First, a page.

Homeowners are puzzled and angry about what they say are low or inconsistent valuations from the Auckland Council.
Residents from Mission Bay to Takapuna have accused the council of under-valuing their properties and damaging resale chances.
But the council says that by last Thursday, it had received only 1009 objections to its 516,000 valuations.
Complaints against valuations have to be lodged in writing by December 16.
Lesley Opie, who lives at the end of Eversleigh Rd near Takapuna Grammar, was surprised at her valuation.
"The new valuations are a bit of a joke," she said.
"Our son lives up the road on the corner of Evans and Eversleigh Rds in a three-bedroom unit. Our house would be nearly twice the size, yet the valuation has our house $40,000 cheaper than his. Our land value went down and so did our neighbour's.
"The capital value of our house is $750,000. I won't complain though because if our value goes up then so will the rates. Problem with our area is that we have Navy houses nearby so not much sells in our area."
Brian Johnson has questioned valuations on three Auckland properties and says he is worried because people rely on CVs when setting prices.
He has been in touch with Quotable Value, which assisted the council, and had his fears dismissed.
"It frustrates me that QV tells me not to worry about the lower valuations as they are for council rates purposes only and aren't really a costing guide on the subject property.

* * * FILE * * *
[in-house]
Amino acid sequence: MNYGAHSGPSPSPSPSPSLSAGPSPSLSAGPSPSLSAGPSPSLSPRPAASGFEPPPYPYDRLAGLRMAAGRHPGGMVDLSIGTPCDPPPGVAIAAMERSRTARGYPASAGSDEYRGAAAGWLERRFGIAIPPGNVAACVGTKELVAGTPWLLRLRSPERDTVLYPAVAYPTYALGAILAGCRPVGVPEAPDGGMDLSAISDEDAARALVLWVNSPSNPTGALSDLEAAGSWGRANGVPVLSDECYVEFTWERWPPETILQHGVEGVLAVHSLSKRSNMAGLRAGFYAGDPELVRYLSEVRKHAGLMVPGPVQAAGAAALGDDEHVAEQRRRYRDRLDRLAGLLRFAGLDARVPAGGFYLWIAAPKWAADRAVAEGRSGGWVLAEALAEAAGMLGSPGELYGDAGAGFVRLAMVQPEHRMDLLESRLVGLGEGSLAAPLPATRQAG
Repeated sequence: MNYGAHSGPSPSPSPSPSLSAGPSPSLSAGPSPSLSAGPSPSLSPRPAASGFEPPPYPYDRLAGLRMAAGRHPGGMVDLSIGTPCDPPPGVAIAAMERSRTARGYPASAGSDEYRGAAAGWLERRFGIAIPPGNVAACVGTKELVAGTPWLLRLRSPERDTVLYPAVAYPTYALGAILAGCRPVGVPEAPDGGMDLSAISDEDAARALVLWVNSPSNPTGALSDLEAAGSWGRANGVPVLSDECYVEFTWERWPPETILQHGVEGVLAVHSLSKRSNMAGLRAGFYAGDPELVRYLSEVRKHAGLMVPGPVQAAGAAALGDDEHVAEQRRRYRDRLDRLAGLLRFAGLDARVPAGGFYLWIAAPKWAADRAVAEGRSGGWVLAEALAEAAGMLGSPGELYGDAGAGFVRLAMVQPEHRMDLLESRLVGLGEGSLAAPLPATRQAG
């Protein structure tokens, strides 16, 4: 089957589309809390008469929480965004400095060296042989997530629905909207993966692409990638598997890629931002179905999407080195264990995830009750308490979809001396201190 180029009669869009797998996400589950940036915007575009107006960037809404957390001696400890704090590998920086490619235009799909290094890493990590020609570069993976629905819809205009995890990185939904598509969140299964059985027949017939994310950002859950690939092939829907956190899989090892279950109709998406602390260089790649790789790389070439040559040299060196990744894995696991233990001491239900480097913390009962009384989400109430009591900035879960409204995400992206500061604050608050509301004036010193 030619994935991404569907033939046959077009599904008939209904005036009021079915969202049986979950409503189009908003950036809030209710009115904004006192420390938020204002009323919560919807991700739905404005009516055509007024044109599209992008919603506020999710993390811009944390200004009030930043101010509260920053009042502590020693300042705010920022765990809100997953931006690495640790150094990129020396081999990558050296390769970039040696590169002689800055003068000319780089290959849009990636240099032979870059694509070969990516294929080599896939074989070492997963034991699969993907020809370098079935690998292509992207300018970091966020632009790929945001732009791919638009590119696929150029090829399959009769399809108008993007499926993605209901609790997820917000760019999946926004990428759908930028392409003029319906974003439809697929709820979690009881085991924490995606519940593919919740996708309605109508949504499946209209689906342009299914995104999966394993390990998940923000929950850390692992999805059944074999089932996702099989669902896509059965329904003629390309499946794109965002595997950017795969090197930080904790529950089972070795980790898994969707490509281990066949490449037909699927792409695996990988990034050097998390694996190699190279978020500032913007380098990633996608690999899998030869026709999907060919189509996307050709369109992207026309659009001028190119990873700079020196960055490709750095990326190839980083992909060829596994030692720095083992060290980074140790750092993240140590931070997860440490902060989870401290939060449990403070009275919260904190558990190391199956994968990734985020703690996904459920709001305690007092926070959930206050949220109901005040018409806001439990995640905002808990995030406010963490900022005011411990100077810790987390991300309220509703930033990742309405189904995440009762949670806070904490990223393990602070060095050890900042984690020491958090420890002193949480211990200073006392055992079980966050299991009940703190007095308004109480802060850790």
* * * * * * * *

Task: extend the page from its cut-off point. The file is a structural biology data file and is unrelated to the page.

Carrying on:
"My argument is that the information is on public record and often purchased via their website by the public for the sole purpose of price guidance when property is being bought or sold.
"I have two residential properties. The Orakei one had a fractional increase and the Omaha one a fractional decrease.
"I also have a commercial property in Papatoetoe that got a decrease of 14.5 per cent from $1.25 million to $1.069 million which is the one I'm really unhappy with."
Bill Rayner's Cheltenham house near the waterfront has a valuation change from $1,250,000 to $1,275,000.
He was surprised that the land value dropped from $970,000 to $870,000 but the house valuation went from $280,000 to $405,000.
Judith Pohn of Mission Bay says her house is in good condition with no defects and she cannot fathom the valuation plunge from $690,000 to $550,000. She is now worried about her chances of selling for $734,000.
A Mt Eden homeowner also questioned valuations in her area.
"I wonder if the CVs for houses within close proximity to Eden Park had been artificially boosted by a temporary pre-World Cup increase in value.
"We live in the area and our CV has gone up $180,000. I have looked at other random houses in our street and other streets around Eden Park and the values all seem to have increased by similar amounts, yet houses in areas such as Mt Albert, Pt Chevalier and Orakei, similar distances from the city, have only gone up by around $50,000."
Another ratepayer wondered why homeowners complained.
"Surely they must be aware this will reduce rates and insurance costs."
What to do
Homeowners worried about new valuations can:
* Fill in an online form at aucklandcouncil.govt.nz - forms are also available at libraries, service centres and local board offices
*Call the council's revaluation team on 0800 874-060
*Object in writing before December 16
*Get an independent valuation from a registered valuer.